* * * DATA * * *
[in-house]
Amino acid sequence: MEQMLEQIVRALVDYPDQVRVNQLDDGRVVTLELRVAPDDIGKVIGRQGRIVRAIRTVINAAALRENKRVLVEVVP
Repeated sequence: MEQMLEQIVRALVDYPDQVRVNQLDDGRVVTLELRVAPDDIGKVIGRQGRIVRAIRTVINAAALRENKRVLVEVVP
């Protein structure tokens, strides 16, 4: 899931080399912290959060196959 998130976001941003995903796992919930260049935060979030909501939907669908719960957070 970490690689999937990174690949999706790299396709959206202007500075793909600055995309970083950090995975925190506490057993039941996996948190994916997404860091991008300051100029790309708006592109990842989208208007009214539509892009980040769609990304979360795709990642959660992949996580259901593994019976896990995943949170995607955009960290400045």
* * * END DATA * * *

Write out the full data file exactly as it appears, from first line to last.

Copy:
[in-house]
Amino acid sequence: MEQMLEQIVRALVDYPDQVRVNQLDDGRVVTLELRVAPDDIGKVIGRQGRIVRAIRTVINAAALRENKRVLVEVVP
Repeated sequence: MEQMLEQIVRALVDYPDQVRVNQLDDGRVVTLELRVAPDDIGKVIGRQGRIVRAIRTVINAAALRENKRVLVEVVP
């Protein structure tokens, strides 16, 4: 899931080399912290959060196959 998130976001941003995903796992919930260049935060979030909501939907669908719960957070 970490690689999937990174690949999706790299396709959206202007500075793909600055995309970083950090995975925190506490057993039941996996948190994916997404860091991008300051100029790309708006592109990842989208208007009214539509892009980040769609990304979360795709990642959660992949996580259901593994019976896990995943949170995607955009960290400045």